In October of 1993 I was a much younger man in a much different world. I was a new Second Classman (junior) at the Virginia Military Institute. In the glory of those fall days, I proudly walked the grounds of the Institute with my chest held high displaying the sterling silver Airborne Wings I had earned at Fort Benning. I wore the same wings that my father had worn some thirty years earlier and I was enjoying my youth and the potential of my future.
October 1993 was also the same time that Army Rangers, Delta Force operators, Navy SEALS and Air Force PJs engaged in the tragic Battle of Mogadishu which led to the death of 18 American soldiers. As I watched this small battle unfold on TV, I became very aware of the commitment I had made to my country and the cost I might be asked to pay. I felt the awesome tradition of those Airborne wings, which dated back to Normandy, resonating on my chest and I quietly resolved to live up to that tradition.
In the fall of 93, those of us at VMI bound for the military talked about going to Somalia and how we would react, what role we would play as newly minted second lieutenants. But those conversations fell short and silent. The UN and the US abandoned Somalia, the country imploded and for all intensive purposes became and still remains a failed state.
I am convinced that Somalia is the country it is today because we did not stay the course. Instead of doing the right thing, we did the easy thing. Instead of taking the lead on providing security, we abdicated our reason and rationale to the UN. In the aftermath of Somalia’s ashes what rose to the surface was a toxic mix of criminals, Islamic militants and warlords. It was not until 2006 that any semblance of governance began to rise – 13 years after we left. The push to stabilize Somalia was driven by Ethiopia and Kenya after it became clear that Somalia’s anarchistic nature was not sustainable and could destabilize its neighbors: much like the events of Liberia and Sierra Leone.
While today Somalia has what appears to be a central government, it has no ability to rule. Mogadishu looks on impotently as pirates prey on ships in Gulf of Aden and operate with impunity in Somalia’s territorial waters. This is also the reason that the US Navy SEALs had to recently shoot three pirates to save a kidnapped American citizen - Captain Richard Phillips. This is what happens when you begin a military campaign and fail to finish it. This is what Iraq could have been if Bush had given into Obama (as a Senator), Durbin, Schumer, Reid, Kennedy, Murtha, and Pelosi. Hanging Iraq around Bush’s neck was great politics and strategically brilliant. It was also, in my opinion, an immoral and disgusting display of politicizing a war.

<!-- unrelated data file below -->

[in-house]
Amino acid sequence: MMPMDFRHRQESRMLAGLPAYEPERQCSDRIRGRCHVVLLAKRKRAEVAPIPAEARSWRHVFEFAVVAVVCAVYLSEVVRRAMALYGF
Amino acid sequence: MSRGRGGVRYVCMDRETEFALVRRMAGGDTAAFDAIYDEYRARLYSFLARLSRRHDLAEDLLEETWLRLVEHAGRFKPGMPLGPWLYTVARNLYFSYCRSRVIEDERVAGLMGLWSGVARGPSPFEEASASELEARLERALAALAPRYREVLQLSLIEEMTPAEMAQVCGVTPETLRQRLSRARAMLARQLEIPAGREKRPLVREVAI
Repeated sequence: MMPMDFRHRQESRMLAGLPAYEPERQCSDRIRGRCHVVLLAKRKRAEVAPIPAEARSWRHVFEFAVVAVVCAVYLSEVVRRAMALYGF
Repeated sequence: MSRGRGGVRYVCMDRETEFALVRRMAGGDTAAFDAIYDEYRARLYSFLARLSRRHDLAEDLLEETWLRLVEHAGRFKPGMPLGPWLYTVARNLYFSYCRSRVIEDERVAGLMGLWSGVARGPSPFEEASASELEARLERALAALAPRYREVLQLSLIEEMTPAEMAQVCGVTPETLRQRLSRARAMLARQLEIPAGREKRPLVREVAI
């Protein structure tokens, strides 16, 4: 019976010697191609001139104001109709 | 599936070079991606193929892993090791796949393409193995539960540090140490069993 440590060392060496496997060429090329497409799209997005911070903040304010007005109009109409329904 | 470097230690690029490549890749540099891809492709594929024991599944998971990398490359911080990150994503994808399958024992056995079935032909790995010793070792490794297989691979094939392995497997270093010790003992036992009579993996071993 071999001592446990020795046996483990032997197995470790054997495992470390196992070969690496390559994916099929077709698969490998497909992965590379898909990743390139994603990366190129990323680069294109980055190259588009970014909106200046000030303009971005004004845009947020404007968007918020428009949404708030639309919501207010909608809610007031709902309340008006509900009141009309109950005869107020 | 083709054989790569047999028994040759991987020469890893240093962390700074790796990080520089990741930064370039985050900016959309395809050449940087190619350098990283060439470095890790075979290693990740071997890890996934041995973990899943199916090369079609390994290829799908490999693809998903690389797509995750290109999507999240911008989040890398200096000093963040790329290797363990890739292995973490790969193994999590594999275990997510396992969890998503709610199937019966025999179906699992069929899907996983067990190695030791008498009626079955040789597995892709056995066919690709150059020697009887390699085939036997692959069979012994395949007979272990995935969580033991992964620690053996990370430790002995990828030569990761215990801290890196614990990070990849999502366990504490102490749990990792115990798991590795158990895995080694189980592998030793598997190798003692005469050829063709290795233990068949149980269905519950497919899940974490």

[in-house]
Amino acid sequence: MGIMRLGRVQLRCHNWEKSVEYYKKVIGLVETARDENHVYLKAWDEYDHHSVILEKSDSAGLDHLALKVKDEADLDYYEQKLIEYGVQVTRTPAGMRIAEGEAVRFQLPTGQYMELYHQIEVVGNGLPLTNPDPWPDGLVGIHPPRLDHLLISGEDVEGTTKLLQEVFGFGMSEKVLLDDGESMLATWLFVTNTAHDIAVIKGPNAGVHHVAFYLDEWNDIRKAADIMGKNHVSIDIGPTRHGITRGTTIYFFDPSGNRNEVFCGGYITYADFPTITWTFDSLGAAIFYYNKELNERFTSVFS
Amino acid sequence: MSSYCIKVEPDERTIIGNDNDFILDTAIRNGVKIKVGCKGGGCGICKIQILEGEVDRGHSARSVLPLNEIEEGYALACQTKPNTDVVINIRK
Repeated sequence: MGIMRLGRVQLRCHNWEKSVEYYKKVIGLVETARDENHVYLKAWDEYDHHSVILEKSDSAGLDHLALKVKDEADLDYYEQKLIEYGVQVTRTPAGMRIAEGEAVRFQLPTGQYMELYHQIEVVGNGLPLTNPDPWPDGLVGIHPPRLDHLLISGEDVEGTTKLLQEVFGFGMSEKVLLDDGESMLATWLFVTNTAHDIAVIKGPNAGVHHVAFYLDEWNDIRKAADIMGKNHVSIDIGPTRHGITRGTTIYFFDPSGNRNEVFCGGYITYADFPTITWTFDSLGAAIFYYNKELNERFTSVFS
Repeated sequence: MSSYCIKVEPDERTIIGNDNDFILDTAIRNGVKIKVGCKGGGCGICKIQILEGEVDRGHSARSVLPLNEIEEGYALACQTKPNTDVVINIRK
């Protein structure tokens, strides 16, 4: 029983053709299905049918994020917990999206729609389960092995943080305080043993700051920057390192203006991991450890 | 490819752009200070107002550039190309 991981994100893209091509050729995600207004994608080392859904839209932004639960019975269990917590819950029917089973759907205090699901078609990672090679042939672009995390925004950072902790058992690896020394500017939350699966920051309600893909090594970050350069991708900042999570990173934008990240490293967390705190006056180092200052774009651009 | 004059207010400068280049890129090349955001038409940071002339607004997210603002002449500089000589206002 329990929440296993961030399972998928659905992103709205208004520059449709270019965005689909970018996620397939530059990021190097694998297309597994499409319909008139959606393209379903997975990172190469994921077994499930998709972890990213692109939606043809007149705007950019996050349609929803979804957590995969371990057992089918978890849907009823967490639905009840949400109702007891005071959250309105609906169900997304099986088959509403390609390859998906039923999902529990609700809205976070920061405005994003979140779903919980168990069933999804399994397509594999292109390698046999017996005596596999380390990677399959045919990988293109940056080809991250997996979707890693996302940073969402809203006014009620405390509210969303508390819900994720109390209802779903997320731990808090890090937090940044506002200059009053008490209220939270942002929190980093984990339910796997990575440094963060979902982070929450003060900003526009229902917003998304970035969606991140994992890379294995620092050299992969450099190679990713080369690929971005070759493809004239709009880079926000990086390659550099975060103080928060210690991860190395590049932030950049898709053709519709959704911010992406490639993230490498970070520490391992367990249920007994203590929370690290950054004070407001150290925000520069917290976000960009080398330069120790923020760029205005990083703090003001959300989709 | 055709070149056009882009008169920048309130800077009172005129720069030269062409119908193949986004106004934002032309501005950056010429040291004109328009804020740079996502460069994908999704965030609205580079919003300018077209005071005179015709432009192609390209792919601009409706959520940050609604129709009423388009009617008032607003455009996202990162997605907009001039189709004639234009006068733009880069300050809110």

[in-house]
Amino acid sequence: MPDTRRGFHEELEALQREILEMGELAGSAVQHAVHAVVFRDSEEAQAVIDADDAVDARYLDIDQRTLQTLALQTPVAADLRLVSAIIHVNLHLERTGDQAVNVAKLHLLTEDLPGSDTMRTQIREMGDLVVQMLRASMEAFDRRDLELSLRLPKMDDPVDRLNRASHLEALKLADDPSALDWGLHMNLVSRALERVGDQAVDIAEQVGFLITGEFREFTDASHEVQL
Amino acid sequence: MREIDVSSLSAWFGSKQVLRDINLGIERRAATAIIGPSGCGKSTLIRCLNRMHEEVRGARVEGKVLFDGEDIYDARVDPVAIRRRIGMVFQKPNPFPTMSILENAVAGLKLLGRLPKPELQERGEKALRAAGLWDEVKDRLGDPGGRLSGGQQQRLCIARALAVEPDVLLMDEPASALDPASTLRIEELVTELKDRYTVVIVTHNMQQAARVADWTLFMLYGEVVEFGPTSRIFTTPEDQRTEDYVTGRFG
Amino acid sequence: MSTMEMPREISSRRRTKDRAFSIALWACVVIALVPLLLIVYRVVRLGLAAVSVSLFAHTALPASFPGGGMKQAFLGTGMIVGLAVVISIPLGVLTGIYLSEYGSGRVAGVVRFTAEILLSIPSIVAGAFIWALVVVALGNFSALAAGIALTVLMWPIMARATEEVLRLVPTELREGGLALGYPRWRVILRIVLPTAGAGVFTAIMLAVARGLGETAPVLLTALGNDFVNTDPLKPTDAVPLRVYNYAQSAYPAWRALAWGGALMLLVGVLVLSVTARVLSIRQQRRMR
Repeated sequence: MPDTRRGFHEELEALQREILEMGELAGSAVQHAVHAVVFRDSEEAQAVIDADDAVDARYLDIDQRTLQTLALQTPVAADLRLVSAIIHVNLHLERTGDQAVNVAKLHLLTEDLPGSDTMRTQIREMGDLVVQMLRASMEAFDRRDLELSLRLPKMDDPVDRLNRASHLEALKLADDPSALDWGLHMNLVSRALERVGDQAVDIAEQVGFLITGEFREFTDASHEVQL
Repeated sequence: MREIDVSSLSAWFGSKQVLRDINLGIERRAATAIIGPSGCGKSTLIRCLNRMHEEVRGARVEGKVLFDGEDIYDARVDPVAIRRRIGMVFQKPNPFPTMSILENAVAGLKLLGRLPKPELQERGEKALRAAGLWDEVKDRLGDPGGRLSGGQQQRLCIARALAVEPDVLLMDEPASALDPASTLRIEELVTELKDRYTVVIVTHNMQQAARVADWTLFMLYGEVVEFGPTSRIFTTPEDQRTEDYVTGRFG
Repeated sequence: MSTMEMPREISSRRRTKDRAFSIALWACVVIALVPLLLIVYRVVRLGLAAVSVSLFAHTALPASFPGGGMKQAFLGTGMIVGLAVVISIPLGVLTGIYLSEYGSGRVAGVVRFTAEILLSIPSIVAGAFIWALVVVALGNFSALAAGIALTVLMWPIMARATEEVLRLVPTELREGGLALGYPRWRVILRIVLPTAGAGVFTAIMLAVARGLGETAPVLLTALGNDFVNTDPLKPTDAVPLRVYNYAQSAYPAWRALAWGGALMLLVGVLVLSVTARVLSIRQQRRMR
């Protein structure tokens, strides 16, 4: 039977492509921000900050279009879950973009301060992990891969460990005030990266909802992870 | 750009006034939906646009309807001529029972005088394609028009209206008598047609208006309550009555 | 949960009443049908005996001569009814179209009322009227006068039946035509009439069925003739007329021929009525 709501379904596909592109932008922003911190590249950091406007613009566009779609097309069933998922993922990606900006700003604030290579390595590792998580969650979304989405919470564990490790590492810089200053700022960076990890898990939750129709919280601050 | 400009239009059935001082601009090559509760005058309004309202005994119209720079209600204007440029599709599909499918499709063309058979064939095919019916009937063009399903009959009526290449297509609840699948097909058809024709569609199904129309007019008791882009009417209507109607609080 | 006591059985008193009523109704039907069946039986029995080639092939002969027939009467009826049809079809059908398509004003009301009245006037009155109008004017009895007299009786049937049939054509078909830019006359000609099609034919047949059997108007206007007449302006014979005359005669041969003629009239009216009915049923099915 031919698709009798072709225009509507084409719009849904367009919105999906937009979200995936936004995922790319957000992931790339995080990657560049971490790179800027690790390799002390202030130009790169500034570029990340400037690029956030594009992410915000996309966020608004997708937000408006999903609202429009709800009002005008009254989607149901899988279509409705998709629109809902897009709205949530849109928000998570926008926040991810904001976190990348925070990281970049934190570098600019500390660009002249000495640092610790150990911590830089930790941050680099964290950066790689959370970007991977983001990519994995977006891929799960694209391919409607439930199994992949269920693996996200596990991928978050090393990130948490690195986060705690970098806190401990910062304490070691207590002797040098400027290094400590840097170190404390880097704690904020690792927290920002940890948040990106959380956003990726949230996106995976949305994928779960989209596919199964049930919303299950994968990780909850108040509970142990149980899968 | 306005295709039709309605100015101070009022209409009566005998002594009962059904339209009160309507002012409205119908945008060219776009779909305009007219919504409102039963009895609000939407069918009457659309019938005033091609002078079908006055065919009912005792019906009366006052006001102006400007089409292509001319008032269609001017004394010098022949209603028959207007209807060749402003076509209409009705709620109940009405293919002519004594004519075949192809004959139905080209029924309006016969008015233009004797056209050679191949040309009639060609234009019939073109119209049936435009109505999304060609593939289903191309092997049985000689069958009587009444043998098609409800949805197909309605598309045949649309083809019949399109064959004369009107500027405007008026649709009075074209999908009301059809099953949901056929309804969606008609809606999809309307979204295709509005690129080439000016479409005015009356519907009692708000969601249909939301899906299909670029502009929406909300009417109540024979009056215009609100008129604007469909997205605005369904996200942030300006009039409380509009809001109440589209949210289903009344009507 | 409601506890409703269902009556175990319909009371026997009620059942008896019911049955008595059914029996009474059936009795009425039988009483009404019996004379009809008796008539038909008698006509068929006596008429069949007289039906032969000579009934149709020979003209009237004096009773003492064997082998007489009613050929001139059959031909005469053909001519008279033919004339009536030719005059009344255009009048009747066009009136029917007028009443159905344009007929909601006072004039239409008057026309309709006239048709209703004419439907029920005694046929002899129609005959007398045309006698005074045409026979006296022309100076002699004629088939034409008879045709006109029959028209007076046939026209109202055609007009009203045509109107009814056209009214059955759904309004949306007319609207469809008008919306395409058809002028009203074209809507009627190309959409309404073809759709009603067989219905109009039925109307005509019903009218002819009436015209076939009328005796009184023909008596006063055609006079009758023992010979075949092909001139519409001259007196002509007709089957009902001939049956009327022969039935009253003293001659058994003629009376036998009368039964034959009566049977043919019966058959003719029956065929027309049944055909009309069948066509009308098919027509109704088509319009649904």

So now what? Our government is puzzled over what to do and is asking how do we deal with pirates? How do protect people, our ships, and our interests? To answer this question, I would direct our current administration to read the lyrics of the “Marine Corps Hymn.” We have dealt with this problem before “on the shores of Tripoli.” We engaged the Barbary States who preyed on our ships and ransomed our crews because our law makers in that day realized paying ransoms cannot be included in the cost of doing business. In Michael Oren’s Book, Power, Faith, and Fantasy: The United States in the Middle East, 1776 to 2006, he provides an excellent historical account of our conflict with the Barbary States, the similarities are startling.
Some good may good may come out of this conflict with the Somali pirates. For example exposing the Law of the Sea treaty for the canard it really is, convincing law makers on Capital Hill to not cut defense spending, increasing the size of our pathetically small Navy and to abandon the futile concept of the “1000 Ship” navy that is made up of our Navy combined the with fleets of other nations. I hate group think – especially in military matters.
As a nation, we have no right to be shocked or surprised that Somalia is in its current state. Bill Clinton failed to support our military in Somalia with armored support and 18 soldiers died while Bubba was foundering for answers. He failed in Somalia just like he failed to work to prevent the death of 900,000 Rwandans, failed to kill Osama Bin Laden, failed to respond to Khobar Towers, WTC 93, the embassy bombings, and the USS Cole. As the Clinton administration was raiding the funds of the Intelligence Community and the Department of Defense to pay for more entitlement programs, the people that we refer to as “terrorist” were busily engaged in planning and funding an operation on several continents, through sophisticated financial channels to fly 2 planes into the World Trade Center. Cutting defense for entitlements, sound familiar?
You know looking back on it, perhaps those glorious Fall days at the Institute in October of 1993 were not so peaceful after all. I hope the Obama administration learns from the mistakes of our past: the appearance of peace is not peace at all.